Tuesday, 23 February 2010

Radio 4 follows our lead

After weeks of reporting on the January 1910 election Radio 4 followed our lead this morning on the Today programme. Their website gives a flavour of the historical comparisons:

2010 is not a bad year to be a political junkie - there is to be an election whose outcome seems both uncertain and important, with a new House of Commons which will contain a large new batch of new members. Some have been looking back to the early seventies for historical comparisons but the real date we should have fixed in our minds is perhaps 1910. Author John Antcliffe and political historian Anthony Howard discuss the impact of the last huge influx of new MPs.

There were, of course, two general elections
held in 1910. The House of Lords had refused to pass the Peoples Budget of 1909 and Asquith was trying to persuade the King to pass the Parliament Bill to limit the power of the Lords to block key legislation passed by the Commons. Before the January election Asquith approached the King to ask him to create a enough Liberal Peers to swamp the Tory majority in the Lords if they blocked the Commons will again. The King-Edward VII-was unwilling to do so unless there was a General Election.

Of interest in Southport is that it was known that Edward VII was more than happy to give the Liberal candidate (de Forest) a peerage. There were many rumours about the parentage of adopted de Forest. The significant favour that Edward showed him by, for example, inviting him to Royal birthday parties and to stay at Sandringham when he was a young added credence to the suggestion that he was Edward's son. (de Forest packed a lot into his early years and was the youngest Liberal candidate ever in Southport-that is until I came along in 1983 and stole his record being a year younger)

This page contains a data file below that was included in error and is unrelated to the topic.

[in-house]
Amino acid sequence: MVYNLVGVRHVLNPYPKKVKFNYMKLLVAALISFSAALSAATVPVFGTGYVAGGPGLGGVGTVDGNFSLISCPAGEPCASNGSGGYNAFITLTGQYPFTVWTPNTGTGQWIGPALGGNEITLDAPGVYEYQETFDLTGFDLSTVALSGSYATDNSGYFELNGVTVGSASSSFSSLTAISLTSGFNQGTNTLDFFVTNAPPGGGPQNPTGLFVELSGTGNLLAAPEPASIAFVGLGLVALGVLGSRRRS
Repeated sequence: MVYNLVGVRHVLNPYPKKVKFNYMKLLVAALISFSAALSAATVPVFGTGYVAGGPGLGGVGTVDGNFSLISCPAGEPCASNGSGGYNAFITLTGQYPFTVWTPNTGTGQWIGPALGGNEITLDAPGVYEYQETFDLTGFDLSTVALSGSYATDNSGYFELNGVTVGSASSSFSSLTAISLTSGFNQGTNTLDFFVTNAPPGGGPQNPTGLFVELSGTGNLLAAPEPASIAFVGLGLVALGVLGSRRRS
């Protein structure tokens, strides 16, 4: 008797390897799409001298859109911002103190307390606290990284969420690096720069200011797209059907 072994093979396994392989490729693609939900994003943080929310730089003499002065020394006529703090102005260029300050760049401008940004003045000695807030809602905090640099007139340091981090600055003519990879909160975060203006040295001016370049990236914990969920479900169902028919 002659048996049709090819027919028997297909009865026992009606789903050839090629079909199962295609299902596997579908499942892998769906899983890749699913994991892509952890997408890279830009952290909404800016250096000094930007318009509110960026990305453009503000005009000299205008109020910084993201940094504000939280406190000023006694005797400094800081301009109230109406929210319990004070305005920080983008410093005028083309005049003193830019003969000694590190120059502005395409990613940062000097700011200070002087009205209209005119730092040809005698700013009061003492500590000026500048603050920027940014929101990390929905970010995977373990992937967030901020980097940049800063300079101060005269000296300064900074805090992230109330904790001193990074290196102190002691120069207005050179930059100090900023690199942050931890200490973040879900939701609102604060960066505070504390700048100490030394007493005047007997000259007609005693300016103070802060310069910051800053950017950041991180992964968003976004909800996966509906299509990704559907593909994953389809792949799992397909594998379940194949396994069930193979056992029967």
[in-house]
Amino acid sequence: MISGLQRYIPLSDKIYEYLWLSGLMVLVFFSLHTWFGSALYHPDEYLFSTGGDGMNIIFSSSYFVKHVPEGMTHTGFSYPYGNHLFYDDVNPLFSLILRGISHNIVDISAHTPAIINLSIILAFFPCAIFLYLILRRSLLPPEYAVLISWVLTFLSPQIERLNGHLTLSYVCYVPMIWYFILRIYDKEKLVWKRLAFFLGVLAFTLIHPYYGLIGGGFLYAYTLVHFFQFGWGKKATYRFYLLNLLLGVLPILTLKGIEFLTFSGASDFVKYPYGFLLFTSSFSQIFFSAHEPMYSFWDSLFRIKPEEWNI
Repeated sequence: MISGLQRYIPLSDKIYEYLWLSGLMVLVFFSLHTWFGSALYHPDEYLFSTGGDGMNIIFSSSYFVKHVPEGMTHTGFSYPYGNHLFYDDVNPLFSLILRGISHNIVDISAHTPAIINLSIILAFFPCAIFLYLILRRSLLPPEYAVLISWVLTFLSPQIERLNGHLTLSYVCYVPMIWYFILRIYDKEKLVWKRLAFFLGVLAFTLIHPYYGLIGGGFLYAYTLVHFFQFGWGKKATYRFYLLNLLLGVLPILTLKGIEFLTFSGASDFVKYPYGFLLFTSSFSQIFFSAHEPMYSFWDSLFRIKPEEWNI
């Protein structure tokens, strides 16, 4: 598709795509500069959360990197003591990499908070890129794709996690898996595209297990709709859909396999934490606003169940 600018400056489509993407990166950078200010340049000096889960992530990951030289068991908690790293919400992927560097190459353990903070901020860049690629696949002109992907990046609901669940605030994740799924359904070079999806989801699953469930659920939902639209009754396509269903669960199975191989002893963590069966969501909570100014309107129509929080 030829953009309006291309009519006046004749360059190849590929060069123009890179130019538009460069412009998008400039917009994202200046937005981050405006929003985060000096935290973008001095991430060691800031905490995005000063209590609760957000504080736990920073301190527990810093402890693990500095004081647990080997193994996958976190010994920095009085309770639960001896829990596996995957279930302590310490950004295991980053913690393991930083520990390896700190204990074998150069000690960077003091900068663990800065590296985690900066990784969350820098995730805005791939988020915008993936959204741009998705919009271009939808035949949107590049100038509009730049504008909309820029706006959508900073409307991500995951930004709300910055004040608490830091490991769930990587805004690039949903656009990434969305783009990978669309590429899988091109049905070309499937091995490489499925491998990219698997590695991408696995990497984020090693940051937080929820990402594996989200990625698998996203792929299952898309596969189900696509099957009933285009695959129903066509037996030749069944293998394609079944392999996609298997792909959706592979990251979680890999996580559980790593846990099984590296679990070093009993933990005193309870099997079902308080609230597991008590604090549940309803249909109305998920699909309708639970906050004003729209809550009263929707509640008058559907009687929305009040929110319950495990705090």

Edward died in 1910 and was succeeded by his son George whose childhood birthday parties de Forest had attended. George let it be known that if he did create 250 new Liberal Peers de Forest would not be one of them. You may draw your own conclusions.

George insisted on trying to get the constitutional impasse solved by holding a secret constitutional conference and only after that had failed and the Lords had again refused legislation did he grant Asquith a dissolution. I wonder if PR would suffer a similar fate?

This is relevant today as we contemplate another hung parliament. The right of the Prime Minister to have parliament dissolved and to hold another general election is a fraught constitutional matter governed by quaint sounding precedents like the Lascelles doctrine.

We shall return to these conventions not least because they may become central to the political debate after the election but also because I am involved in drawing up conventions for the council. It will be interesting to compare the impact of one or two important constitutional innovations that happen in local government and the devolved parliaments which if adopted by Westminster would improve the situation quite markedly. The key reform in this respect would be fixed term parliaments-but I doubt that is top of anyone's list.

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